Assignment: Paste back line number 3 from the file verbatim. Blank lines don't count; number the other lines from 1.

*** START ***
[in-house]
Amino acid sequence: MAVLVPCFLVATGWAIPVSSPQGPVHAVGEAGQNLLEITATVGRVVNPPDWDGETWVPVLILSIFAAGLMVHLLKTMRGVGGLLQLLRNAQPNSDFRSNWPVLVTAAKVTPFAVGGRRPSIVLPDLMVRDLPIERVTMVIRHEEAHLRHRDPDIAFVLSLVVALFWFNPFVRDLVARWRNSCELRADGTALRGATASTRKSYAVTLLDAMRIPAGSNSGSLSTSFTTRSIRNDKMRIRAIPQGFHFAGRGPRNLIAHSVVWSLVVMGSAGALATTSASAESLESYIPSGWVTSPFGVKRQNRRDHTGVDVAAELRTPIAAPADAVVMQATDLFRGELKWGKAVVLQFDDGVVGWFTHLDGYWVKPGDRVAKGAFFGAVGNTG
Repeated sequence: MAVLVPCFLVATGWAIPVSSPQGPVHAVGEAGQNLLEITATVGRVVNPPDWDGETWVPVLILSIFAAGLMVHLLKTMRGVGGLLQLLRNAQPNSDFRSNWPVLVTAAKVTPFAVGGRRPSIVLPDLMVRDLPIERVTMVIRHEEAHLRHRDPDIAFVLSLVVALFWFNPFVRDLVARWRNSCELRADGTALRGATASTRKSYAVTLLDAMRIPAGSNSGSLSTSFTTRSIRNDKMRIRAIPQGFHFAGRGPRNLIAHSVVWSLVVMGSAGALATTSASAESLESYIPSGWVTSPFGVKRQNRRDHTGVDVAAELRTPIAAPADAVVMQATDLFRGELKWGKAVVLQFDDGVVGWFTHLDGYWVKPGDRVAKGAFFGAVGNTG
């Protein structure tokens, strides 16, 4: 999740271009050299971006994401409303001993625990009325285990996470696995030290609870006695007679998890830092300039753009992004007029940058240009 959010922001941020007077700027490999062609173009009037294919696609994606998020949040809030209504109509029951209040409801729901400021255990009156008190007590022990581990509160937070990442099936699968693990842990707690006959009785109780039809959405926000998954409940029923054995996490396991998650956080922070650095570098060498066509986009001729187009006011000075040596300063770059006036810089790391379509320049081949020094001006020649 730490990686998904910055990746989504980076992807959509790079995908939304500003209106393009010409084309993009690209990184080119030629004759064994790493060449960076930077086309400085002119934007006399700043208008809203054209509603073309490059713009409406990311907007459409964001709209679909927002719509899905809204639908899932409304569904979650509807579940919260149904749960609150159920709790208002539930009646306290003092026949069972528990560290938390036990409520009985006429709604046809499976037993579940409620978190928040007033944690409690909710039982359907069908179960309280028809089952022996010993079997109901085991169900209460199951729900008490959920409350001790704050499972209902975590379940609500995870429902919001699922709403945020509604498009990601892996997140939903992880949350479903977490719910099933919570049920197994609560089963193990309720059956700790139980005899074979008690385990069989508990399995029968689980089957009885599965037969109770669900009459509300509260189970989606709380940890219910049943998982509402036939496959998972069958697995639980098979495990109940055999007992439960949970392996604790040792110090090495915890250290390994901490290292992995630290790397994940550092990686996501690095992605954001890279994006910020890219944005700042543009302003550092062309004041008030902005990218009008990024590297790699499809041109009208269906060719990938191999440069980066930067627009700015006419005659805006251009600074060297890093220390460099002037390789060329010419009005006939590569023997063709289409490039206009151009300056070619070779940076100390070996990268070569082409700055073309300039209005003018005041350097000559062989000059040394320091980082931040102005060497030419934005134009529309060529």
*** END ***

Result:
Repeated sequence: MAVLVPCFLVATGWAIPVSSPQGPVHAVGEAGQNLLEITATVGRVVNPPDWDGETWVPVLILSIFAAGLMVHLLKTMRGVGGLLQLLRNAQPNSDFRSNWPVLVTAAKVTPFAVGGRRPSIVLPDLMVRDLPIERVTMVIRHEEAHLRHRDPDIAFVLSLVVALFWFNPFVRDLVARWRNSCELRADGTALRGATASTRKSYAVTLLDAMRIPAGSNSGSLSTSFTTRSIRNDKMRIRAIPQGFHFAGRGPRNLIAHSVVWSLVVMGSAGALATTSASAESLESYIPSGWVTSPFGVKRQNRRDHTGVDVAAELRTPIAAPADAVVMQATDLFRGELKWGKAVVLQFDDGVVGWFTHLDGYWVKPGDRVAKGAFFGAVGNTG